Feb. 1, 2011 – Although Wisconsin’s statute of repose bars claims arising from improvements to real estate beyond 10 years from the date of substantial completion, the provision does not apply if parties have contracted otherwise, a Wisconsin appeals court recently concluded.
In Cianciola, LLP v. Milwaukee Metropolitan Sewerage District, 2010AP87 (Feb. 1, 2011), the District I appeals court upheld a circuit court decision that awarded Cianciola $1.08 million for MMSD’s failure to maintain a sewer tunnel it constructed beneath Cianciola’s property.
Frank Cianciola, owner of the property, conveyed an easement to MMSD in 1988 so MMSD could construct the sewer tunnel. The easement required MMSD to indemnify the owner, successors, and assigns from “all loss or injury to its property and persons due to such construction, operation, maintenance, repair or reconstruction.”
In 1991, MMSD indemnified Cianciola nearly $82,000 because MMSD’s construction of the tunnel led to soil compression and damage to the property. In 1992, a consultant told MMSD to make further repairs or risk future damage to the Cianciola property, but MMSD did not repair.
Cianciola LLP acquired the property in 1996 from the Cianciola family-owned corporation, along with all of the rights and benefits that run with the land. In 2007, Cianciola LLP sued MMSD for breach of the warranty covenants in the easement based on a failure to maintain the tunnel. The Milwaukee County Circuit Court awarded Cianciola $1.08 million, and MMSD appealed.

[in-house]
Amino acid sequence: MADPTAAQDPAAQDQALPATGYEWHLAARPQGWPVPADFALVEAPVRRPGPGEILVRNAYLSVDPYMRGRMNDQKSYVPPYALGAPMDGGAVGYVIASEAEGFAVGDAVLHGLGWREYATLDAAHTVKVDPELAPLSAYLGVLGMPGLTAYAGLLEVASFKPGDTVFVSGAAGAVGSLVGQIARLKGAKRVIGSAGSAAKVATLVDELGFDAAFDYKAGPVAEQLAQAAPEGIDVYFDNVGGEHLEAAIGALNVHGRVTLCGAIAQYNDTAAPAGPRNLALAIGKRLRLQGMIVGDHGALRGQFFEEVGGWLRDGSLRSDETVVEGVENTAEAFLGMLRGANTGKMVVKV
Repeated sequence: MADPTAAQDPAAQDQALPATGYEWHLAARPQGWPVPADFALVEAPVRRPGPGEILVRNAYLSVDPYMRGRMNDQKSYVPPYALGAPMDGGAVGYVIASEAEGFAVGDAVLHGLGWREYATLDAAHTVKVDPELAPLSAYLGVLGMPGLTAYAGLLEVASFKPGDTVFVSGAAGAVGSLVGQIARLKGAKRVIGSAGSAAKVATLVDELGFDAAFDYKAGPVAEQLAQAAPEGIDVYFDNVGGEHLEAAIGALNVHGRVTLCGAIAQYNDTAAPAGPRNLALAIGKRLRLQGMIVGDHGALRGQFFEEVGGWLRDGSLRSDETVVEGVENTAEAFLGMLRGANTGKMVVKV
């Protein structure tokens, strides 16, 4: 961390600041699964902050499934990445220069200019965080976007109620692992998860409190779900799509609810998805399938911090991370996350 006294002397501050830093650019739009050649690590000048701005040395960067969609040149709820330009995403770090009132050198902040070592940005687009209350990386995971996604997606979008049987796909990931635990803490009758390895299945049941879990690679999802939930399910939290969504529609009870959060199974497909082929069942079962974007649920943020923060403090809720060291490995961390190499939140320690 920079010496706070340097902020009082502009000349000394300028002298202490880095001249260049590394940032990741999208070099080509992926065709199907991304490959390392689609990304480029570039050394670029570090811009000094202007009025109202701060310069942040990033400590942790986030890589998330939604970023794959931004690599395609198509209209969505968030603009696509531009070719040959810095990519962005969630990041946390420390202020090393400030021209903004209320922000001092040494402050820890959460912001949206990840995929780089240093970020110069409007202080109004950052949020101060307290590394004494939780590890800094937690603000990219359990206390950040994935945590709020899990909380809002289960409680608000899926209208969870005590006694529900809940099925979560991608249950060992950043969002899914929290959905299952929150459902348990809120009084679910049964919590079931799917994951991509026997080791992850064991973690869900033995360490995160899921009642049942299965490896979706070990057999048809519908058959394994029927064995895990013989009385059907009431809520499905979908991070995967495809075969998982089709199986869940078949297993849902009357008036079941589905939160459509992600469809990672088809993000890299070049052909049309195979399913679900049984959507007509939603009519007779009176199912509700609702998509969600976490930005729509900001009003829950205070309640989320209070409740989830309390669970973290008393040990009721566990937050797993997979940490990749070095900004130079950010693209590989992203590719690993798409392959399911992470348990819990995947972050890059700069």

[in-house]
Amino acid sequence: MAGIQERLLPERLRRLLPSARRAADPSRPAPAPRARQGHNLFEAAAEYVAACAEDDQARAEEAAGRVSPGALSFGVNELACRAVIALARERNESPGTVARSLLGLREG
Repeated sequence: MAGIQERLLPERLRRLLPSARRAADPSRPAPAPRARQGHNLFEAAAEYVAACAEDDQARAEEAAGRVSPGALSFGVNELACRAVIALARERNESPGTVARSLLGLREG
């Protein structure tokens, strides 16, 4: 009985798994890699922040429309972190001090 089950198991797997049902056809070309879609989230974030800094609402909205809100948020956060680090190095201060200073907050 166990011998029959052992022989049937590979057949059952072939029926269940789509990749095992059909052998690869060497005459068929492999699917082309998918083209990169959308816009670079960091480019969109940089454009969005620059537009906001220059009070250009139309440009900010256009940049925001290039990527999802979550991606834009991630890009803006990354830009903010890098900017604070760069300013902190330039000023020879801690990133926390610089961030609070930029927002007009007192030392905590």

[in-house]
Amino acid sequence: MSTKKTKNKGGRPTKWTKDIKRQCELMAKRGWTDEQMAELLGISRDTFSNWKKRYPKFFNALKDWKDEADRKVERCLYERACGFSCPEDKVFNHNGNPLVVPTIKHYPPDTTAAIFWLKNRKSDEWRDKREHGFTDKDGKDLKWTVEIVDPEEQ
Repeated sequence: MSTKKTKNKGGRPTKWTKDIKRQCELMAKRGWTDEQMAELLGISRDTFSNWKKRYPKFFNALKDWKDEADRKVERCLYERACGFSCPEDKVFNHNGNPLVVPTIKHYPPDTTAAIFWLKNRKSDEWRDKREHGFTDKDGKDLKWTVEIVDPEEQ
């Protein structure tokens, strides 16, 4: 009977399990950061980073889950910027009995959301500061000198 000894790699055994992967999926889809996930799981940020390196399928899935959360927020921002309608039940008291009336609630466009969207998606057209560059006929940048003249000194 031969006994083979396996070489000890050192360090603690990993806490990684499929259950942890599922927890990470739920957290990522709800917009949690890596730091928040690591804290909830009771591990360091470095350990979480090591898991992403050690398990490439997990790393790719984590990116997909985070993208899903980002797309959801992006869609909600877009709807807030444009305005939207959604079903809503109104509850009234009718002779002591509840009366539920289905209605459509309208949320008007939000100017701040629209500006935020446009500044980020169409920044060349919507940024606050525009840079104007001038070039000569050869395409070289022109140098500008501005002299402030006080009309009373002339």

Statutes of repose and limitations
MMSD argued that Wisconsin’s statute of repose, Wis. Stat. section 893.89, and the applicable statute of limitations for contracts barred Cianciola LLP’s claims.
The property damage occurred in the eighth to tenth years after construction, which extended the “exposure” period by three years under Wis. Stat. section 893.89(3)(b), MMSD conceded. But MMSD argued that Cianciola filed suit six months after the three-year extension ended.
However, the appeals court rejected this argument, holding that the easement language established an express warranty that fell within the statute’s exception under section 893.89(4)(b), which allows parties to expressly contract to extend liability.
The appeals court distinguished the recent case of Hocking v. City of Dodgeville, 2010 WI 59, 326 Wis. 2d 155, 785 N.W.2d 398, in which private landowners claimed the city’s negligence in developing a subdivision caused water damage to their property.
In Hocking, the appeals court explained, there was no evidence of a contractual relationship between the landowners and the city that would create an exception to the statute of repose.
“Here, the language of the easement establishes a contractual relationship between Cianciola and MMSD,” wrote Judge Joan Kessler.
MMSD also argued that Cianciola’s claims were barred by the six-year statute of limitations for contract claims, because its obligation to keep the tunnel in “good condition and order” triggered the statute of limitations on the date the tunnel was completed.
However, the appeals court agreed with the circuit court that MMSD’s obligation to construct and “maintain” the tunnel means it breached the warranty every day it did not do so. Thus, the statute of limitations period began anew every day.
“The statute of limitations does not expire on Cianciola’s breach of contract claims so long as the tunnel is not maintained as required by the warranty in MMSD’s contract with Cianciola,” Judge Kessler explained.
Finally, the appeals court held that the trial court did not erroneously exercise its discretion when it based Cianciola’s damages award on cost of repairs rather than diminished value, because MMSD failed to produce evidence of diminished property value.